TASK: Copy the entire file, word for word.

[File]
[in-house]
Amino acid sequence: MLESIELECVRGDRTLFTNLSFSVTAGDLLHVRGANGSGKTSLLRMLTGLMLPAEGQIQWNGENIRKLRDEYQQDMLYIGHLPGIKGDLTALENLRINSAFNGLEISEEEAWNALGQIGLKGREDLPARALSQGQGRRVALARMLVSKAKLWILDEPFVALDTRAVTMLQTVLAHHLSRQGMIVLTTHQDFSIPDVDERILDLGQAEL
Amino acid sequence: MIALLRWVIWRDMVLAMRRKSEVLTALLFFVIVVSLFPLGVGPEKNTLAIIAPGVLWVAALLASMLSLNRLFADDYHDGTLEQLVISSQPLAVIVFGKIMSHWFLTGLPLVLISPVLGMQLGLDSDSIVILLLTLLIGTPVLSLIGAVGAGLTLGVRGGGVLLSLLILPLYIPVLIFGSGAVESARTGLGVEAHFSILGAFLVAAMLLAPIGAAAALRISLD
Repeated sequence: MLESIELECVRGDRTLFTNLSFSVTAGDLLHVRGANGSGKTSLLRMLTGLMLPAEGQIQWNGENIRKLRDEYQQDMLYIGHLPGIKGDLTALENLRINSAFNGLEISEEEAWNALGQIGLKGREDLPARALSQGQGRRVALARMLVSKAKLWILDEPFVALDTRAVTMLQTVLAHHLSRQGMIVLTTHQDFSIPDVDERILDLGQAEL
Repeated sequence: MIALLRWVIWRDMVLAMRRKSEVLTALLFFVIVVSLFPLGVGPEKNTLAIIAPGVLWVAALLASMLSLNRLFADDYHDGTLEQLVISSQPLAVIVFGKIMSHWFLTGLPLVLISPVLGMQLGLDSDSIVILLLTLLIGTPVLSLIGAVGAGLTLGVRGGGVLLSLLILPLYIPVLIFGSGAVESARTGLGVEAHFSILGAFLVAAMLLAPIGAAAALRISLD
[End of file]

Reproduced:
[in-house]
Amino acid sequence: MLESIELECVRGDRTLFTNLSFSVTAGDLLHVRGANGSGKTSLLRMLTGLMLPAEGQIQWNGENIRKLRDEYQQDMLYIGHLPGIKGDLTALENLRINSAFNGLEISEEEAWNALGQIGLKGREDLPARALSQGQGRRVALARMLVSKAKLWILDEPFVALDTRAVTMLQTVLAHHLSRQGMIVLTTHQDFSIPDVDERILDLGQAEL
Amino acid sequence: MIALLRWVIWRDMVLAMRRKSEVLTALLFFVIVVSLFPLGVGPEKNTLAIIAPGVLWVAALLASMLSLNRLFADDYHDGTLEQLVISSQPLAVIVFGKIMSHWFLTGLPLVLISPVLGMQLGLDSDSIVILLLTLLIGTPVLSLIGAVGAGLTLGVRGGGVLLSLLILPLYIPVLIFGSGAVESARTGLGVEAHFSILGAFLVAAMLLAPIGAAAALRISLD
Repeated sequence: MLESIELECVRGDRTLFTNLSFSVTAGDLLHVRGANGSGKTSLLRMLTGLMLPAEGQIQWNGENIRKLRDEYQQDMLYIGHLPGIKGDLTALENLRINSAFNGLEISEEEAWNALGQIGLKGREDLPARALSQGQGRRVALARMLVSKAKLWILDEPFVALDTRAVTMLQTVLAHHLSRQGMIVLTTHQDFSIPDVDERILDLGQAEL
Repeated sequence: MIALLRWVIWRDMVLAMRRKSEVLTALLFFVIVVSLFPLGVGPEKNTLAIIAPGVLWVAALLASMLSLNRLFADDYHDGTLEQLVISSQPLAVIVFGKIMSHWFLTGLPLVLISPVLGMQLGLDSDSIVILLLTLLIGTPVLSLIGAVGAGLTLGVRGGGVLLSLLILPLYIPVLIFGSGAVESARTGLGVEAHFSILGAFLVAAMLLAPIGAAAALRISLD